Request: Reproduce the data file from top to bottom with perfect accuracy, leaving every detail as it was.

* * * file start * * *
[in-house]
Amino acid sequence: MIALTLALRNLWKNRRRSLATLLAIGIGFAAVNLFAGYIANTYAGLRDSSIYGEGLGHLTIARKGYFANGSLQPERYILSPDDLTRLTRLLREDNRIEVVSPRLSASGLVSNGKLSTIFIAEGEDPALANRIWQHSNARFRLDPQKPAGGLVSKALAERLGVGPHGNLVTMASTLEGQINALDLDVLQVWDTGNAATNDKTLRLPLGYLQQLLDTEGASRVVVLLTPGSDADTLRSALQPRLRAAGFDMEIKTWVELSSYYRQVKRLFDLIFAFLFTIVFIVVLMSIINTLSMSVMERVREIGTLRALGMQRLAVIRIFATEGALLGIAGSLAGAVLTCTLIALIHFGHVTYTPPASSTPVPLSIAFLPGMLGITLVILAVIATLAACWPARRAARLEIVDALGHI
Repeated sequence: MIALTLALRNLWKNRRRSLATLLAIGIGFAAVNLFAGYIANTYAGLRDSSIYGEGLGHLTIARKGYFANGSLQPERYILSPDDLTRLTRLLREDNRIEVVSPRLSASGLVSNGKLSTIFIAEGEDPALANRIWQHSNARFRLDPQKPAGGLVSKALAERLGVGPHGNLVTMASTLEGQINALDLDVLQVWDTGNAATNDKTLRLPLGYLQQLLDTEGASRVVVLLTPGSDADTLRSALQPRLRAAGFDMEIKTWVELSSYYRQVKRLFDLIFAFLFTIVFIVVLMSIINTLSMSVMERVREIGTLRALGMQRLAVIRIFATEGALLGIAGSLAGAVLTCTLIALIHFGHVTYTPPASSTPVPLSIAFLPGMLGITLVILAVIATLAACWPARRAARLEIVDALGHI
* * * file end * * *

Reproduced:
[in-house]
Amino acid sequence: MIALTLALRNLWKNRRRSLATLLAIGIGFAAVNLFAGYIANTYAGLRDSSIYGEGLGHLTIARKGYFANGSLQPERYILSPDDLTRLTRLLREDNRIEVVSPRLSASGLVSNGKLSTIFIAEGEDPALANRIWQHSNARFRLDPQKPAGGLVSKALAERLGVGPHGNLVTMASTLEGQINALDLDVLQVWDTGNAATNDKTLRLPLGYLQQLLDTEGASRVVVLLTPGSDADTLRSALQPRLRAAGFDMEIKTWVELSSYYRQVKRLFDLIFAFLFTIVFIVVLMSIINTLSMSVMERVREIGTLRALGMQRLAVIRIFATEGALLGIAGSLAGAVLTCTLIALIHFGHVTYTPPASSTPVPLSIAFLPGMLGITLVILAVIATLAACWPARRAARLEIVDALGHI
Repeated sequence: MIALTLALRNLWKNRRRSLATLLAIGIGFAAVNLFAGYIANTYAGLRDSSIYGEGLGHLTIARKGYFANGSLQPERYILSPDDLTRLTRLLREDNRIEVVSPRLSASGLVSNGKLSTIFIAEGEDPALANRIWQHSNARFRLDPQKPAGGLVSKALAERLGVGPHGNLVTMASTLEGQINALDLDVLQVWDTGNAATNDKTLRLPLGYLQQLLDTEGASRVVVLLTPGSDADTLRSALQPRLRAAGFDMEIKTWVELSSYYRQVKRLFDLIFAFLFTIVFIVVLMSIINTLSMSVMERVREIGTLRALGMQRLAVIRIFATEGALLGIAGSLAGAVLTCTLIALIHFGHVTYTPPASSTPVPLSIAFLPGMLGITLVILAVIATLAACWPARRAARLEIVDALGHI